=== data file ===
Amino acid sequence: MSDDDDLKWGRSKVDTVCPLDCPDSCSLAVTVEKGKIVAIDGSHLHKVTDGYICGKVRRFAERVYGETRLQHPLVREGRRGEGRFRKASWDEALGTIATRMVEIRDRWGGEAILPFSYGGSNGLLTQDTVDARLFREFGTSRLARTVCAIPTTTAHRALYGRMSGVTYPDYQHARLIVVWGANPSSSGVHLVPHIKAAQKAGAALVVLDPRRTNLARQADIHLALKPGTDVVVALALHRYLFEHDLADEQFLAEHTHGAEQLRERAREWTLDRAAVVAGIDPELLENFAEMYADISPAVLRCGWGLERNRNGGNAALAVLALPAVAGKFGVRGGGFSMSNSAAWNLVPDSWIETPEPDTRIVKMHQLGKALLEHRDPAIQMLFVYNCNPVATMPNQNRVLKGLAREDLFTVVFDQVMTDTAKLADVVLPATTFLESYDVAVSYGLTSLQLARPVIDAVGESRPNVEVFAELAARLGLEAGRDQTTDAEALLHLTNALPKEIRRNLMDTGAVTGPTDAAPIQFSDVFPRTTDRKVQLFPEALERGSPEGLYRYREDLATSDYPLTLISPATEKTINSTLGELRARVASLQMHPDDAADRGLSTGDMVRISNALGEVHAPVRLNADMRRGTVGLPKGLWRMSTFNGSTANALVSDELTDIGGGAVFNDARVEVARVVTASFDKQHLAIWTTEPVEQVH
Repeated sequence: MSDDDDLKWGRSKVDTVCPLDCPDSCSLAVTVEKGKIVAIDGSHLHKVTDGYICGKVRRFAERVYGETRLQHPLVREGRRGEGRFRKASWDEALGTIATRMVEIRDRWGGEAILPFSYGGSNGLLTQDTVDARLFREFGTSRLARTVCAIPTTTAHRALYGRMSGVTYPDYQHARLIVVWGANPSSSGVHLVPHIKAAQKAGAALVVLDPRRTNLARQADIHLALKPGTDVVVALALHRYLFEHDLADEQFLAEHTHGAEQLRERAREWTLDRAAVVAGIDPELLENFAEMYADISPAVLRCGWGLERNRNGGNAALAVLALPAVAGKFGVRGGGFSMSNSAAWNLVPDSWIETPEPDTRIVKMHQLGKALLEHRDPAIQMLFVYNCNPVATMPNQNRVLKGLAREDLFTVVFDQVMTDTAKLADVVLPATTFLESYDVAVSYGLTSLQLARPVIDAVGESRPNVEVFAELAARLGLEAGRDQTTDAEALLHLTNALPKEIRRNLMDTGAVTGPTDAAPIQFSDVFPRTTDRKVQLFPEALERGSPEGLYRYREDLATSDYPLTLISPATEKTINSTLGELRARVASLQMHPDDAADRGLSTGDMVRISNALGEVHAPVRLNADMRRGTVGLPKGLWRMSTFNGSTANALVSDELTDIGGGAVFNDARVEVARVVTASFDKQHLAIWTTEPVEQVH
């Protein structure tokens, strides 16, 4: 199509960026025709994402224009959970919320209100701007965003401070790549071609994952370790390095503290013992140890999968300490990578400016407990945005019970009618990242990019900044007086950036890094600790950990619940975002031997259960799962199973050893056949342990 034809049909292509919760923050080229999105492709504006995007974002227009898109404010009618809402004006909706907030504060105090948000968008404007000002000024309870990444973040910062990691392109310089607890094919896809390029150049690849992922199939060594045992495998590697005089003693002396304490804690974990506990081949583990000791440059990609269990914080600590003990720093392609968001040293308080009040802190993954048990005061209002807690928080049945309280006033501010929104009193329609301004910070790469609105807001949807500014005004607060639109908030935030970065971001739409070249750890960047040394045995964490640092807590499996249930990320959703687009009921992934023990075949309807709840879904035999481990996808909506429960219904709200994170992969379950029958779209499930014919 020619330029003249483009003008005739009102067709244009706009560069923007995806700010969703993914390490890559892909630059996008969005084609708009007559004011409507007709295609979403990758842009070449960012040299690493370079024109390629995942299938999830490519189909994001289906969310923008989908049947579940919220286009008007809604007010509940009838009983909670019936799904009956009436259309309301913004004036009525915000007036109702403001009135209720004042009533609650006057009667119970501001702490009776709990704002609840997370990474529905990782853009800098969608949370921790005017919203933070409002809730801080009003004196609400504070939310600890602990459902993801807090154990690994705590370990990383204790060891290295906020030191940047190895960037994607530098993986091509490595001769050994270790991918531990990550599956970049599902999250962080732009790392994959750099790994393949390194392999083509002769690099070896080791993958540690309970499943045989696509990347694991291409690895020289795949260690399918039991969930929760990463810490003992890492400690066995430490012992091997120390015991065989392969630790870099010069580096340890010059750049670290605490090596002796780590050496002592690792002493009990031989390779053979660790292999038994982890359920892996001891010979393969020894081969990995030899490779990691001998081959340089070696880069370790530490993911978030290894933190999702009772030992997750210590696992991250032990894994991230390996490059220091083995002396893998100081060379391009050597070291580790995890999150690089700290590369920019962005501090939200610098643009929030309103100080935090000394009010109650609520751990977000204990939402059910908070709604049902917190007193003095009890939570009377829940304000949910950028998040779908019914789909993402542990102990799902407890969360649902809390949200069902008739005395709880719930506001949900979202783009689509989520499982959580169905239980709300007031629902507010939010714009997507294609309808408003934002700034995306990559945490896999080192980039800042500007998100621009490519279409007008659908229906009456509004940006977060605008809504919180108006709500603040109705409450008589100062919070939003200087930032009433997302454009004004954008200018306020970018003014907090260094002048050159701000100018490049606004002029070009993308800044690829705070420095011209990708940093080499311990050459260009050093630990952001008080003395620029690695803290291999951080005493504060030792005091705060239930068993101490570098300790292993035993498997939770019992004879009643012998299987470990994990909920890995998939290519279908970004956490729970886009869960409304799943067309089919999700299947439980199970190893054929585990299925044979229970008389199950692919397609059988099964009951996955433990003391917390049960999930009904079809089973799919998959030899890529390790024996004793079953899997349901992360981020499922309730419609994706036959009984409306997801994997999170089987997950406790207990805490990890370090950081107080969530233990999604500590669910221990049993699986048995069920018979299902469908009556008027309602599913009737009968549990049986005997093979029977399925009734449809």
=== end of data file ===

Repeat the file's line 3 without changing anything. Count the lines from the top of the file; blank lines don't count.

């Protein structure tokens, strides 16, 4: 199509960026025709994402224009959970919320209100701007965003401070790549071609994952370790390095503290013992140890999968300490990578400016407990945005019970009618990242990019900044007086950036890094600790950990619940975002031997259960799962199973050893056949342990 034809049909292509919760923050080229999105492709504006995007974002227009898109404010009618809402004006909706907030504060105090948000968008404007000002000024309870990444973040910062990691392109310089607890094919896809390029150049690849992922199939060594045992495998590697005089003693002396304490804690974990506990081949583990000791440059990609269990914080600590003990720093392609968001040293308080009040802190993954048990005061209002807690928080049945309280006033501010929104009193329609301004910070790469609105807001949807500014005004607060639109908030935030970065971001739409070249750890960047040394045995964490640092807590499996249930990320959703687009009921992934023990075949309807709840879904035999481990996808909506429960219904709200994170992969379950029958779209499930014919 020619330029003249483009003008005739009102067709244009706009560069923007995806700010969703993914390490890559892909630059996008969005084609708009007559004011409507007709295609979403990758842009070449960012040299690493370079024109390629995942299938999830490519189909994001289906969310923008989908049947579940919220286009008007809604007010509940009838009983909670019936799904009956009436259309309301913004004036009525915000007036109702403001009135209720004042009533609650006057009667119970501001702490009776709990704002609840997370990474529905990782853009800098969608949370921790005017919203933070409002809730801080009003004196609400504070939310600890602990459902993801807090154990690994705590370990990383204790060891290295906020030191940047190895960037994607530098993986091509490595001769050994270790991918531990990550599956970049599902999250962080732009790392994959750099790994393949390194392999083509002769690099070896080791993958540690309970499943045989696509990347694991291409690895020289795949260690399918039991969930929760990463810490003992890492400690066995430490012992091997120390015991065989392969630790870099010069580096340890010059750049670290605490090596002796780590050496002592690792002493009990031989390779053979660790292999038994982890359920892996001891010979393969020894081969990995030899490779990691001998081959340089070696880069370790530490993911978030290894933190999702009772030992997750210590696992991250032990894994991230390996490059220091083995002396893998100081060379391009050597070291580790995890999150690089700290590369920019962005501090939200610098643009929030309103100080935090000394009010109650609520751990977000204990939402059910908070709604049902917190007193003095009890939570009377829940304000949910950028998040779908019914789909993402542990102990799902407890969360649902809390949200069902008739005395709880719930506001949900979202783009689509989520499982959580169905239980709300007031629902507010939010714009997507294609309808408003934002700034995306990559945490896999080192980039800042500007998100621009490519279409007008659908229906009456509004940006977060605008809504919180108006709500603040109705409450008589100062919070939003200087930032009433997302454009004004954008200018306020970018003014907090260094002048050159701000100018490049606004002029070009993308800044690829705070420095011209990708940093080499311990050459260009050093630990952001008080003395620029690695803290291999951080005493504060030792005091705060239930068993101490570098300790292993035993498997939770019992004879009643012998299987470990994990909920890995998939290519279908970004956490729970886009869960409304799943067309089919999700299947439980199970190893054929585990299925044979229970008389199950692919397609059988099964009951996955433990003391917390049960999930009904079809089973799919998959030899890529390790024996004793079953899997349901992360981020499922309730419609994706036959009984409306997801994997999170089987997950406790207990805490990890370090950081107080969530233990999604500590669910221990049993699986048995069920018979299902469908009556008027309602599913009737009968549990049986005997093979029977399925009734449809």